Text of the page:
isarge123’s review published on Letterboxd:
ADDED TO "MARTIN SCORSESE RANKED" :)
As a committed Christian who has spent years simultaneously excited and dread-filled at the prospect of watching The Last Temptation Of Christ, I’m surprised that it didn’t affect me more. I expected a challenging and confronting watch, something that would deeply unsettle and provoke, and instead found it all a bit too easy. The disclaimer at the start does its best to ward away accusations of blasphemy, and thus I can’t subscribe to the indignation the film recieved upon its initial release. Scorsese’s film is an adaptation of a historical novel, not the God-breathed gospels, and thus its incarnation of Jesus is not a literal stand-in for the one Christians worship. Additionally, the portrayal of Christ is actually quite reasonable to my mind, never contradicting scripture by showing him sinning, but rather showing him grappling with anxiety, doubt and temptation — human battles that the bible itself confirms he fought. I understand the horror one might feel watching Jesus engage in a sex scene, for instance, but the offended must have totally missed or ignored that this scene takes place in an alternate “what if?” scenario. Really, almost every spin on the story a Christian could be upset about is clearly contextualised and carefully executed.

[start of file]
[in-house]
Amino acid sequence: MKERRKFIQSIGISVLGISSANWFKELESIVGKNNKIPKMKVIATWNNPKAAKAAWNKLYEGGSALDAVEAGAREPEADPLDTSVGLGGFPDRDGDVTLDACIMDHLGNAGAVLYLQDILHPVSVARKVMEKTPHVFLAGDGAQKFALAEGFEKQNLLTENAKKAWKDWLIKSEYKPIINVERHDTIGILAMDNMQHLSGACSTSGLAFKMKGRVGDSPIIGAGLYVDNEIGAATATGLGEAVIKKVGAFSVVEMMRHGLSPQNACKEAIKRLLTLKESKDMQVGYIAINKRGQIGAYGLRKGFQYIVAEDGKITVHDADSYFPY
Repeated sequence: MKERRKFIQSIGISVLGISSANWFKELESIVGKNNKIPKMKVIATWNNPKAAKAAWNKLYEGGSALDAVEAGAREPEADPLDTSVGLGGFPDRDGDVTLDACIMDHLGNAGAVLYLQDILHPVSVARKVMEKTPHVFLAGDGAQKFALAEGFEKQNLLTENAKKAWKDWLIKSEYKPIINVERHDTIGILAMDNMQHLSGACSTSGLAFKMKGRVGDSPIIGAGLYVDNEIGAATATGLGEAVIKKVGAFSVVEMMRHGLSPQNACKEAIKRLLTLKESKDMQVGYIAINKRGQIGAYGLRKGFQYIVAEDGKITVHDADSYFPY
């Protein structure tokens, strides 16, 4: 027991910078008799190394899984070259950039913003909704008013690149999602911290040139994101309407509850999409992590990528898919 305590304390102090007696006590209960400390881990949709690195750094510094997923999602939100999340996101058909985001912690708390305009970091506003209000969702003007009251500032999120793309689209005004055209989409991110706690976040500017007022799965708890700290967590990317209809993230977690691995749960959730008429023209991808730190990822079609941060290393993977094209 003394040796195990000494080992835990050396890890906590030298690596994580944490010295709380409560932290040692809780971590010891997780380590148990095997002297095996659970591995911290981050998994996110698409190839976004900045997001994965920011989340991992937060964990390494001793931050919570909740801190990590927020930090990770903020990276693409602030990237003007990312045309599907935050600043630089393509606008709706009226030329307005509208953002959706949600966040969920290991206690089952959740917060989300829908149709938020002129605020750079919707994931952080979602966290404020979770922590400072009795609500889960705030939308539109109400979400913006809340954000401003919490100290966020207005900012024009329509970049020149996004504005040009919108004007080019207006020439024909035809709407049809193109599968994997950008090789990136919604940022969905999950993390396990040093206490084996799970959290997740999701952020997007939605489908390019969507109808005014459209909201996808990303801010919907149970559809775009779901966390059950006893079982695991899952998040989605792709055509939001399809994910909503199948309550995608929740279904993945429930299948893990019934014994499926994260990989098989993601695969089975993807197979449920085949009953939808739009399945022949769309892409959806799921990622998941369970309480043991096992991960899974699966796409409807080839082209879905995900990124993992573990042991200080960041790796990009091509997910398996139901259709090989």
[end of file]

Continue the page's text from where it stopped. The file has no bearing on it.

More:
What isn’t so carefully executed is the manner in which the script and screen tell these spins on the story, relying too heavily on expository dialogue that plainly states what the characters are feeling and struggling to create a seamless tone. The story is too coherent to be so rushed and the tone is too straightforward for the filmmaking to be so eclectic. There’s a fascinating dialectic between the old story and milieu and the distinctly modern soundscape of eerie electronic music and transparently British and American accents, a contrast that does convey the timelessness of Christ’s story but doesn’t make for smooth cinema. Make no mistake, The Last Temptation is a constantly interesting and occasionally incredible work, just not a very cohesive one. 7/10